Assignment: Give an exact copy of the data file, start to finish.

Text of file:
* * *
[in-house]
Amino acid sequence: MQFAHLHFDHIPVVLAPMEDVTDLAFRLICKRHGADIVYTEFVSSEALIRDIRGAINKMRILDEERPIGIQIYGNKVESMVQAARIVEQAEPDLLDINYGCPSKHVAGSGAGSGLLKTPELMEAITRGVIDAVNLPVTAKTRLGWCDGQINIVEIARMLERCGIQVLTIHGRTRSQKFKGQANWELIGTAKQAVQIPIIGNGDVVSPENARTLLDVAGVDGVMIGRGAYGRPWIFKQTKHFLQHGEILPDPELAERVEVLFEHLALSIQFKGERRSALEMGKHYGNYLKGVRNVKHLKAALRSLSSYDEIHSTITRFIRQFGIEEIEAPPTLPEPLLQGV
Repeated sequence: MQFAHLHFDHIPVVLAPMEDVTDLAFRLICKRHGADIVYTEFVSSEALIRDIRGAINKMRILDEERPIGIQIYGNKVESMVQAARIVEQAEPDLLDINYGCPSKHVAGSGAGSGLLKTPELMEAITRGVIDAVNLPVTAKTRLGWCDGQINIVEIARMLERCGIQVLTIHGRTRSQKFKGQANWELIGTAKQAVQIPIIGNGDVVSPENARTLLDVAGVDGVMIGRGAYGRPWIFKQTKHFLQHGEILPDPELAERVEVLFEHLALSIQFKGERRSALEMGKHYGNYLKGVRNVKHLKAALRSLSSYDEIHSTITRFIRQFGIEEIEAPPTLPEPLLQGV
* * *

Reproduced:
[in-house]
Amino acid sequence: MQFAHLHFDHIPVVLAPMEDVTDLAFRLICKRHGADIVYTEFVSSEALIRDIRGAINKMRILDEERPIGIQIYGNKVESMVQAARIVEQAEPDLLDINYGCPSKHVAGSGAGSGLLKTPELMEAITRGVIDAVNLPVTAKTRLGWCDGQINIVEIARMLERCGIQVLTIHGRTRSQKFKGQANWELIGTAKQAVQIPIIGNGDVVSPENARTLLDVAGVDGVMIGRGAYGRPWIFKQTKHFLQHGEILPDPELAERVEVLFEHLALSIQFKGERRSALEMGKHYGNYLKGVRNVKHLKAALRSLSSYDEIHSTITRFIRQFGIEEIEAPPTLPEPLLQGV
Repeated sequence: MQFAHLHFDHIPVVLAPMEDVTDLAFRLICKRHGADIVYTEFVSSEALIRDIRGAINKMRILDEERPIGIQIYGNKVESMVQAARIVEQAEPDLLDINYGCPSKHVAGSGAGSGLLKTPELMEAITRGVIDAVNLPVTAKTRLGWCDGQINIVEIARMLERCGIQVLTIHGRTRSQKFKGQANWELIGTAKQAVQIPIIGNGDVVSPENARTLLDVAGVDGVMIGRGAYGRPWIFKQTKHFLQHGEILPDPELAERVEVLFEHLALSIQFKGERRSALEMGKHYGNYLKGVRNVKHLKAALRSLSSYDEIHSTITRFIRQFGIEEIEAPPTLPEPLLQGV